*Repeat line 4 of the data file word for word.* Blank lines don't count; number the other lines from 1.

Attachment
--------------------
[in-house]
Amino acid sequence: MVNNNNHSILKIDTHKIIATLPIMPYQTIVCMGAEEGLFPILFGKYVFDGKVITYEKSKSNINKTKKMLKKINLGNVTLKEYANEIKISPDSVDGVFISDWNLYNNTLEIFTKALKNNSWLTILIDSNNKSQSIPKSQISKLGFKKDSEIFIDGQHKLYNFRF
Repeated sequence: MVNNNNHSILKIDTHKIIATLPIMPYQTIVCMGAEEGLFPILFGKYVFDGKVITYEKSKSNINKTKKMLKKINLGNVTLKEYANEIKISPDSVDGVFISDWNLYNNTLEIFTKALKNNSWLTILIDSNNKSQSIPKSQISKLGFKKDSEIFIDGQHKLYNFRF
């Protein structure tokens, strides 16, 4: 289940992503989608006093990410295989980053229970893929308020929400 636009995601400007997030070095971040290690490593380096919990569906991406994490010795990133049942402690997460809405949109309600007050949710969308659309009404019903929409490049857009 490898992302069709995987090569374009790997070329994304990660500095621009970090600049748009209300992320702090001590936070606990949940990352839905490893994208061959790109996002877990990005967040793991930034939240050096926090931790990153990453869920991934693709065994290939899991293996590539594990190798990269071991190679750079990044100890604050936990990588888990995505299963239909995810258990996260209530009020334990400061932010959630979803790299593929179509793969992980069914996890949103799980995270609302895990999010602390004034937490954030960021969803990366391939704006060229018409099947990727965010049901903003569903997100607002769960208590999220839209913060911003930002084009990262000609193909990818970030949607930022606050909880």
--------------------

């Protein structure tokens, strides 16, 4: 289940992503989608006093990410295989980053229970893929308020929400 636009995601400007997030070095971040290690490593380096919990569906991406994490010795990133049942402690997460809405949109309600007050949710969308659309009404019903929409490049857009 490898992302069709995987090569374009790997070329994304990660500095621009970090600049748009209300992320702090001590936070606990949940990352839905490893994208061959790109996002877990990005967040793991930034939240050096926090931790990153990453869920991934693709065994290939899991293996590539594990190798990269071991190679750079990044100890604050936990990588888990995505299963239909995810258990996260209530009020334990400061932010959630979803790299593929179509793969992980069914996890949103799980995270609302895990999010602390004034937490954030960021969803990366391939704006060229018409099947990727965010049901903003569903997100607002769960208590999220839209913060911003930002084009990262000609193909990818970030949607930022606050909880």